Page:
NAMIBIA – The United States Agency for International Development (USAID), has announced that through the U.S. President’s Emergency Plan for AIDS Relief (PEPFAR), it’s going to invest US$45 million in health and social services for vulnerable children and young people of Namibia.

The five-year program, Reach Namibia, will focus on the 8 regions of the country where children and youth are the most vulnerable to HIV infections.

Additionally, beneficiaries will experience improved access to health and social services to prevent them from contracting HIV and to stay AIDS-free. 

The Reach Namibia program will be managed by USAID and implemented by two local organizations i.e. Project HOPE Namibia operating in Khomas, Oshana, Omusati, Ohangwena, Oshikoto, and Zambezi regions, and Intrahealth Namibia operating in Kavango East and West.

PEPFAR Namibia deputy principal for USAID Tamara Cox explained that Reach Namibia was building on the successes of their other DREAMS program -Determined, Resilient, Empowered, AIDS-free, Mentored, and Safe programs.

Especially, activities that have improved the lives of orphans and vulnerable children, especially those living with HIV through our Namibia Adherence and Retention Project, the Deputy director reiterated. 

“Through this new program, USAID will reach those children and youth who have yet to be reached including adolescent boys and young men made vulnerable due to HIV,” shared Cox. 

USAID Deputy Assistant Administrator for Africa, Maria Price Detherage on her part praised Reach Namibia for its focus on fortifying young Namibians and their communities to meet the Ministry of Health and Social Services (MOHSS) goal of 97-97-97 by 2028 in Namibia.

She expounded that this meant that 97% of the population know their HIV status, 97% of those who are HIV-positive are on treatment, and 97% of those on treatment have a reduced viral load.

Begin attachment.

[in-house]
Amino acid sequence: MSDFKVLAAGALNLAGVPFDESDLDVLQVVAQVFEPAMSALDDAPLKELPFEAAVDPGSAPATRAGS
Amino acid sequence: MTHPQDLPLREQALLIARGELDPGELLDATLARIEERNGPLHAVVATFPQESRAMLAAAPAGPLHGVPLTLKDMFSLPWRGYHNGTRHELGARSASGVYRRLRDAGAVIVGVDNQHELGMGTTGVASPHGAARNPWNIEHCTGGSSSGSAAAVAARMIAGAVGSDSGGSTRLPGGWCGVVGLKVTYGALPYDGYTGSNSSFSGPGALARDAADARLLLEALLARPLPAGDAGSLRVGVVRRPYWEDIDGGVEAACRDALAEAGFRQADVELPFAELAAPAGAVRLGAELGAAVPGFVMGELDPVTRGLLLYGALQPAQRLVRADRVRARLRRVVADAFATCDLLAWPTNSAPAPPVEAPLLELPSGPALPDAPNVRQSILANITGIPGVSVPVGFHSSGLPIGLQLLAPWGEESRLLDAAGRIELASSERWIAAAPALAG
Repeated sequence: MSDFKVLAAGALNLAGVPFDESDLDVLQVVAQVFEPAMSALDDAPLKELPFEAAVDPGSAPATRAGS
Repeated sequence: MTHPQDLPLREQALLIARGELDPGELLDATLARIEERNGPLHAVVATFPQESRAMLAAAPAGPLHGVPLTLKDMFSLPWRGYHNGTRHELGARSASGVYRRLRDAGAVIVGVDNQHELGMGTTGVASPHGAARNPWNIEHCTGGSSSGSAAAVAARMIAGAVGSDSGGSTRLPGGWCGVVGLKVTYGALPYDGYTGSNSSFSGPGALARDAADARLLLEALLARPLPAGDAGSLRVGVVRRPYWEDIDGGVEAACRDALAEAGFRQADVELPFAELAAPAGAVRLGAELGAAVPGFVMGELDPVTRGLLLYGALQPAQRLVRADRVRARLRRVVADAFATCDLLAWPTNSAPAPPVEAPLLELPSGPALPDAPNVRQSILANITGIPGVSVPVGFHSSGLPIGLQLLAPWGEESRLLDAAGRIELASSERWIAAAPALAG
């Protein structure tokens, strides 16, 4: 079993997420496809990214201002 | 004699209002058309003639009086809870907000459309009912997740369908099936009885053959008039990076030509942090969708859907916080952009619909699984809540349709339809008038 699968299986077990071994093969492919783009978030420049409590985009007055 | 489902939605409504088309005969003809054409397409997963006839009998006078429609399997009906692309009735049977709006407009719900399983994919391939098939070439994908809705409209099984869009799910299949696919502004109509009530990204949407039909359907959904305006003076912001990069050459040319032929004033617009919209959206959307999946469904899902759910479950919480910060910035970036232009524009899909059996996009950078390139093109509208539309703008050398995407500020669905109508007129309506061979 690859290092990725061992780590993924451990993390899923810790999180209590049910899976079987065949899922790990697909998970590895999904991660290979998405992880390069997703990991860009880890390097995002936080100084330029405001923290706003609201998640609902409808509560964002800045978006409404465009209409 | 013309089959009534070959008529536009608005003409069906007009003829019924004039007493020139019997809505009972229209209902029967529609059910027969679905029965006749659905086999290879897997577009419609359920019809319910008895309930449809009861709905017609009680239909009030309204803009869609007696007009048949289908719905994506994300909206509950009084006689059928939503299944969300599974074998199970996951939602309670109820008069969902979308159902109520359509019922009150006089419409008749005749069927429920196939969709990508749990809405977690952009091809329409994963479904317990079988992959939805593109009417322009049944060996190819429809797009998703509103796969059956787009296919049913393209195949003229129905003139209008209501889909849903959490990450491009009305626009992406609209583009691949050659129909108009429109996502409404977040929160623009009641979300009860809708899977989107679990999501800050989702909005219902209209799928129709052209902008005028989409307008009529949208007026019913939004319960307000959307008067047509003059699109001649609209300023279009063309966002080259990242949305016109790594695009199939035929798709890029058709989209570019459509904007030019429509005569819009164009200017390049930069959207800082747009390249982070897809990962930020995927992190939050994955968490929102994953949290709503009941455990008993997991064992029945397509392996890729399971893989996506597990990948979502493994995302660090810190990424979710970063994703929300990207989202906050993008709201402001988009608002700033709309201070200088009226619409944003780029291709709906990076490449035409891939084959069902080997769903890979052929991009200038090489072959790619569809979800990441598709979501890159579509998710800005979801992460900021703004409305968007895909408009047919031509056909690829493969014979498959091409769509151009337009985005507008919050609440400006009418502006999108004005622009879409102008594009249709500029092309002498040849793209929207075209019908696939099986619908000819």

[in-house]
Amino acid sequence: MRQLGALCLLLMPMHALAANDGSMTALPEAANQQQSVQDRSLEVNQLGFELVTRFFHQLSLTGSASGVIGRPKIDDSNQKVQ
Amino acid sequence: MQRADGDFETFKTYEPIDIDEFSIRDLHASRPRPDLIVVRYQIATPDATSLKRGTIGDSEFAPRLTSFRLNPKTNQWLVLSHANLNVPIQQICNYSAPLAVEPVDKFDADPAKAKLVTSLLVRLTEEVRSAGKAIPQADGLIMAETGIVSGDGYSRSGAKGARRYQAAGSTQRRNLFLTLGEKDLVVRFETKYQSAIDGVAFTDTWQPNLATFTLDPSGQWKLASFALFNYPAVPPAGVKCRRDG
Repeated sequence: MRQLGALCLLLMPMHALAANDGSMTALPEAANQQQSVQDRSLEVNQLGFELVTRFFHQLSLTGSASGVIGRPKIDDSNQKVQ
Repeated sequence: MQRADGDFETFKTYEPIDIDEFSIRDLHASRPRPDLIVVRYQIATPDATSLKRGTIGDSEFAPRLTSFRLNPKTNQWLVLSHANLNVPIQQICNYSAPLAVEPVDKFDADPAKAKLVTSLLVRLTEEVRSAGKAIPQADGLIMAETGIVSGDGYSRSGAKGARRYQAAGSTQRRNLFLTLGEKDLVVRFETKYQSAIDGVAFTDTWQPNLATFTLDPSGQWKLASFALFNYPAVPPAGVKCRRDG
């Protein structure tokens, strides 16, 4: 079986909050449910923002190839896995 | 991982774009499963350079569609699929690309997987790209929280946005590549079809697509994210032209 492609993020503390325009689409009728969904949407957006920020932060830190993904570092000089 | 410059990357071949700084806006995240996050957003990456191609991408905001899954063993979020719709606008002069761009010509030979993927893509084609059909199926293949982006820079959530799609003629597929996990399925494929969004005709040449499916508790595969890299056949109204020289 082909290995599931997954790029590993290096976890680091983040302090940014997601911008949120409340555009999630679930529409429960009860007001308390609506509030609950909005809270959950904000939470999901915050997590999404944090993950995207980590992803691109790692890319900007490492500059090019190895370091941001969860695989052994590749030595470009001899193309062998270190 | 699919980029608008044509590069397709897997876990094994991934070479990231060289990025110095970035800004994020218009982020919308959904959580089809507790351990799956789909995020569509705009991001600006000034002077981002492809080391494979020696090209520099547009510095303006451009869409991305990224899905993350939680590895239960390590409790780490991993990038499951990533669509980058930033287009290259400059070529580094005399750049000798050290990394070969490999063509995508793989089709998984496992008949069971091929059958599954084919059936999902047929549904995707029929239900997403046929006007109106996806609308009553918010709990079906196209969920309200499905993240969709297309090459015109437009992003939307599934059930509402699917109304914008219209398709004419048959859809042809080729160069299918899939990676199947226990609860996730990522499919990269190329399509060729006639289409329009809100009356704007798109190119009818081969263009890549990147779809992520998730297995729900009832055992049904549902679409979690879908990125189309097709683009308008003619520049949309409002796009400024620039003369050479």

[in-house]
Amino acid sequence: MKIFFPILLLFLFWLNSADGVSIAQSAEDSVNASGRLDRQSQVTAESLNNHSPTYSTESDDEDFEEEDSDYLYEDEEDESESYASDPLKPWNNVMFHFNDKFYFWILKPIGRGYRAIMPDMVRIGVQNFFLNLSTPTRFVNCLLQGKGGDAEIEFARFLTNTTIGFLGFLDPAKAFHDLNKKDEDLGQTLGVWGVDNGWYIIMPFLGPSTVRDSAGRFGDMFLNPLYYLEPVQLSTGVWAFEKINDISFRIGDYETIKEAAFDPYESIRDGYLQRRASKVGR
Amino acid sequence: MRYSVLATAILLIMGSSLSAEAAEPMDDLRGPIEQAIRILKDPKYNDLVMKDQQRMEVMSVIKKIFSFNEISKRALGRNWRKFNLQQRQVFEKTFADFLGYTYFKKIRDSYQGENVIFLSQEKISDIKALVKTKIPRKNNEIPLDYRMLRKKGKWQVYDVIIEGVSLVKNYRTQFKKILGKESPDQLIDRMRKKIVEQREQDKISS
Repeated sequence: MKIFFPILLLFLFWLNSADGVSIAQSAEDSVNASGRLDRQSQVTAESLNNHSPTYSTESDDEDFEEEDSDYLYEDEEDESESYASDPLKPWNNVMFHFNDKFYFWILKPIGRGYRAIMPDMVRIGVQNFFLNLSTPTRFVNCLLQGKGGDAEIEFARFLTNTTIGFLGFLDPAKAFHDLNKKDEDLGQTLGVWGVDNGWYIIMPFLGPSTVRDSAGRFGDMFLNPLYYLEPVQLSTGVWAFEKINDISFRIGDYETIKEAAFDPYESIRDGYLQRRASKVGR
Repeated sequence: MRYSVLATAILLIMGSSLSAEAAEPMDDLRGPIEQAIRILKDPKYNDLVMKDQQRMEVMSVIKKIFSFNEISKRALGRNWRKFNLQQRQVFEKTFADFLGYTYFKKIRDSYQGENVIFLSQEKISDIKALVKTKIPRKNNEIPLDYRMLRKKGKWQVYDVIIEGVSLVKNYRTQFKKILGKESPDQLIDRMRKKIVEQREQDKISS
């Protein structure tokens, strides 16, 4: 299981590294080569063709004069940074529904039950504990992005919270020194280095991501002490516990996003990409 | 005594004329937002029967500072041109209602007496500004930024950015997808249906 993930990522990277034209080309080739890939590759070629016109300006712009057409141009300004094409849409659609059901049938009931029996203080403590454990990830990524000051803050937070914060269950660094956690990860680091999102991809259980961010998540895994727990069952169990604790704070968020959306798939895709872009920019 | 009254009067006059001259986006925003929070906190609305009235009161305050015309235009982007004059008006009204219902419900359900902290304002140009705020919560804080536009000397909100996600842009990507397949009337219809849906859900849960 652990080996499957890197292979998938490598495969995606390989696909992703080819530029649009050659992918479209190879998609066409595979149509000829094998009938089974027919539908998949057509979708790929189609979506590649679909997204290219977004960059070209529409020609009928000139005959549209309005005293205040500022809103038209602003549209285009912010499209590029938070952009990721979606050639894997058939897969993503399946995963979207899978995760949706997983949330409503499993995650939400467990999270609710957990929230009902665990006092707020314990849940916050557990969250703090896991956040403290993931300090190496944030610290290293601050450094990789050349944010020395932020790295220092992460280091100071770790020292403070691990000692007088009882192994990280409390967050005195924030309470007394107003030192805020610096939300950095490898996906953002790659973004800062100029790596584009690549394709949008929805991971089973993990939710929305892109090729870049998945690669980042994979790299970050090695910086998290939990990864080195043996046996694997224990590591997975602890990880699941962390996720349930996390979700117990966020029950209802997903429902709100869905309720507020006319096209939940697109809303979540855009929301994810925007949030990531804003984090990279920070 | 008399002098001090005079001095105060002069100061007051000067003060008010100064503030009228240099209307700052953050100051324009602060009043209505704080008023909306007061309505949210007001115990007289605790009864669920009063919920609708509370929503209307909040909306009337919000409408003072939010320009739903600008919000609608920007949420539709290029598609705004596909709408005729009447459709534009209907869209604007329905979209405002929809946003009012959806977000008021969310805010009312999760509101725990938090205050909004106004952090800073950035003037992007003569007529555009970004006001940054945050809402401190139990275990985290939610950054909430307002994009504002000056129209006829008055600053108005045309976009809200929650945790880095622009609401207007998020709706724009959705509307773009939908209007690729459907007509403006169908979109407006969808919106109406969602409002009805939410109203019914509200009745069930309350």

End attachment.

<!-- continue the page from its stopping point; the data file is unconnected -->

Ms. Price Detherage visited Angola and Botswana prior to arriving in Namibia to share USAID’s broader vision for the sub-Saharan region, which includes increased programming to tackle food insecurity intensified by climate change and improve countries’ resilience to its impact. 

“Climate change contributes to increased floods and droughts which threaten food security all over Africa, and Namibia is particularly prone and vulnerable to these adverse weather events.  Food insecurity threatens Namibia’s ability to maintain HIV epidemic control and become AIDS-free as ART adherence is difficult on an empty stomach,” highlighted the USAID Deputy Assistant Administrator.

USAID representatives are in Namibia to gain first-hand experience with U.S. government programming in the country by visiting various development and health projects including the Central Medical Store in Windhoek, and clinics providing ART (antiretroviral treatment) and VMMC (voluntary medical male circumcision) at the Engela Hospital in Namibia’s Ohangwena Region.

Speaking at the same event, Executive Director of Health Ben Nangombe said the Reach Namibia program will provide further support in incentives that relate to public health.

According to Nangombe, Namibia currently stood at 92-99-94, putting the country at the cusp of achieving an AIDS-free generation.

The United States Government through USAID has been supporting Namibia since independence, specifically in the health, education, economic, energy, and environment sectors.

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